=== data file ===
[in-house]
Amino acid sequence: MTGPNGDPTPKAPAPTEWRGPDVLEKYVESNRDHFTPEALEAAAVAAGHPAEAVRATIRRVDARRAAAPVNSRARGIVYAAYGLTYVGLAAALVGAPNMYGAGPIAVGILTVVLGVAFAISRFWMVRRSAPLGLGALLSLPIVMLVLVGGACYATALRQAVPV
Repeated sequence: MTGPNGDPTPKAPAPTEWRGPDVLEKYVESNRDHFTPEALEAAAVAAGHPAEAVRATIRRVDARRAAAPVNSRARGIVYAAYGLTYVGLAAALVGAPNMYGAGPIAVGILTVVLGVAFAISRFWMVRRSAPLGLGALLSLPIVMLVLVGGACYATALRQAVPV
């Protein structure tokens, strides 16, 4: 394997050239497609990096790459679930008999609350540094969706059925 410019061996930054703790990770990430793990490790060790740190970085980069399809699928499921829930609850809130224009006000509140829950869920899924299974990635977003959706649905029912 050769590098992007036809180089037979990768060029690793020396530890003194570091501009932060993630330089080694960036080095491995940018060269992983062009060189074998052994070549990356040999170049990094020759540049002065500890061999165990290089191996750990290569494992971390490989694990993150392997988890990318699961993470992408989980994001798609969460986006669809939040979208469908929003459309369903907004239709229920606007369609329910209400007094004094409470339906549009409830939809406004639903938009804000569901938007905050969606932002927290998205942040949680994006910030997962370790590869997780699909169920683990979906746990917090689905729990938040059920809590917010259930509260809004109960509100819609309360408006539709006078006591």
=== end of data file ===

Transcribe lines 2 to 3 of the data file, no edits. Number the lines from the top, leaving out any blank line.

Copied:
Amino acid sequence: MTGPNGDPTPKAPAPTEWRGPDVLEKYVESNRDHFTPEALEAAAVAAGHPAEAVRATIRRVDARRAAAPVNSRARGIVYAAYGLTYVGLAAALVGAPNMYGAGPIAVGILTVVLGVAFAISRFWMVRRSAPLGLGALLSLPIVMLVLVGGACYATALRQAVPV
Repeated sequence: MTGPNGDPTPKAPAPTEWRGPDVLEKYVESNRDHFTPEALEAAAVAAGHPAEAVRATIRRVDARRAAAPVNSRARGIVYAAYGLTYVGLAAALVGAPNMYGAGPIAVGILTVVLGVAFAISRFWMVRRSAPLGLGALLSLPIVMLVLVGGACYATALRQAVPV